The Syilx Okanagan Nation is calling for a full-scale overhaul of the Ministry of Children and Family Development (MCFD) in light of the Robert Riley Saunders court case.
The Syilx Okanagan Nation is comprised of seven member Indigenous communities across the B.C. Interior, including Westbank First Nation and the Penticton Indian Band. In a news release sent out Thursday, Oct. 7, the nation said it is extremely disappointed by the plea deal struck by Saunders, a former social worker for the ministry who obtained his job with a fraudulent degree.
Saunders is accused of stealing ministry funds from at-risk youth in his care, many of whom are Indigenous. He pleaded guilty to stealing from and harming at-risk youth in his care, forging a university diploma and breaching trust as a public official in court on Monday, Sept. 27.
“MCFD needs to take accountability for their complete failure in following through with their due diligence in ensuring they were hiring a true certified worker. They must put quality measures in place to ensure that such cases as these do not continue to take place. They need to provide the structures that ensure that there are qualified, quality staff in place,” said the nation’s family governance representative and Penticton Indian Band Chief Greg Gabriel.
The alliance is also frustrated by the province’s lack of action towards Saunders’ case, stating that the ministry has not taken action on recommendations published by the BC Representative for Children and Youth. The ministry has also not clearly stated whether they have contacted all the youth who were harmed by Saunders and whether they have received supports, said the nation.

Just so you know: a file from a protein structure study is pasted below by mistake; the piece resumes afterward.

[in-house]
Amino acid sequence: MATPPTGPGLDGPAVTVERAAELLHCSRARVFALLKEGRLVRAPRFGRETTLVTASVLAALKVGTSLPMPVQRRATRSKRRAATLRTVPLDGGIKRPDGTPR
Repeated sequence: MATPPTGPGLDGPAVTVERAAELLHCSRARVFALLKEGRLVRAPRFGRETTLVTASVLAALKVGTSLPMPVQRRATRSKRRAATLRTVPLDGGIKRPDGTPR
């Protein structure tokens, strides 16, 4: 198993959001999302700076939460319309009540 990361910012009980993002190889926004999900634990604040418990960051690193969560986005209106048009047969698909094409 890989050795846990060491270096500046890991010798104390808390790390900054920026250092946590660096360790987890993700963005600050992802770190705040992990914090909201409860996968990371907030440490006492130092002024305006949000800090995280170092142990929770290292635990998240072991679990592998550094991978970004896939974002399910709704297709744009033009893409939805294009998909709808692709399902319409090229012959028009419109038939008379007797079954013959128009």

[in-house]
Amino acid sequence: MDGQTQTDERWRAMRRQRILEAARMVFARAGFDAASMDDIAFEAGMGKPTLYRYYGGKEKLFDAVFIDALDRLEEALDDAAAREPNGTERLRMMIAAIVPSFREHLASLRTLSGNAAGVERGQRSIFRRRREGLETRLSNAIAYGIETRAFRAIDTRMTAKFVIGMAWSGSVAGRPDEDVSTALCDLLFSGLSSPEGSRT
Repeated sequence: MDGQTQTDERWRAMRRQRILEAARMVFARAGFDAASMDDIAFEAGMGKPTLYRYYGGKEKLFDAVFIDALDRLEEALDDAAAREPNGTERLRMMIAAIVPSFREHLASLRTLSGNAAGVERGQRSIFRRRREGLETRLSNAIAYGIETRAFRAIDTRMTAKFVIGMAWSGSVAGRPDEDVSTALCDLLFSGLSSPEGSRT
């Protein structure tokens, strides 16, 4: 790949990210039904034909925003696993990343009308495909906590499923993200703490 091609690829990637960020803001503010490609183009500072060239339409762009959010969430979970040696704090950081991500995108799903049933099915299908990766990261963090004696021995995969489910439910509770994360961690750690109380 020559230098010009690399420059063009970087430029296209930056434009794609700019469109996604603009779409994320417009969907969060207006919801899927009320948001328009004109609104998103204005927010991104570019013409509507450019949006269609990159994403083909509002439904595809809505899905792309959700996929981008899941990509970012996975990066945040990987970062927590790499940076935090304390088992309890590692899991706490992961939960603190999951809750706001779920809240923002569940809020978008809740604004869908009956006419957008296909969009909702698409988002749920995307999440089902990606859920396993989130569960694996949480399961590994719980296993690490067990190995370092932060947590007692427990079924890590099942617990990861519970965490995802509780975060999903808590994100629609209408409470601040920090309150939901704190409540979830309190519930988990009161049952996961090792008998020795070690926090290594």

Syilx Okanagan Nation Alliance wellness manager Jennifer Lewis said the Saunders case adds to a deep-rooted history of injustice and systemic racism that Indigenous people have suffered at the hands of the MCFD and the provincial government as a whole.
“There is a distinct parallel of MCFD’s ongoing willful ignorance of the harms to our people by their system and the ongoing willful ignorance of the government to recognize the truth of Indian Residential Schools and the real actions required for true reconciliation. The systems purporting to serve the “best interests” of our children and families require a full-scale overhaul to transform the horrific outcomes our people experience,” she said.
In response, the MCFD said it is committed to transforming the system and address the overrepresentation of Indigenous children and youth in care. In an email to Black Press Media, the ministry says it is committed to working with the affected youth and their representatives in a way that doesn’t cause further trauma.
The MCFD also said it has taken concrete steps to protect youth and strengthen financial controls. It says it is hiring a professional organization to verify the educational credentials of social workers, and a contract will be finalized this fall. The ministry also said it has made legislative changes to better support families and to keep children and youth connected to their families and communities, including signing agreements to allow individual Nations to exercise their jurisdiction over child and family services.
“We offer our heartfelt apologies to all the young people who have been affected by these unacceptable circumstances,” said the MCFD. “The number of Indigenous children and youth in care in B.C. continues to decline and is now at its lowest point since the year 2000. Even so, there is still an overrepresentation of Indigenous children in care in B.C.”
Saunders is scheduled to be sentenced in March 2022.
Editor’s note: This story was updated to include a response from the Ministry of Children and Family Development at 3:45 p.m. on Oct. 7.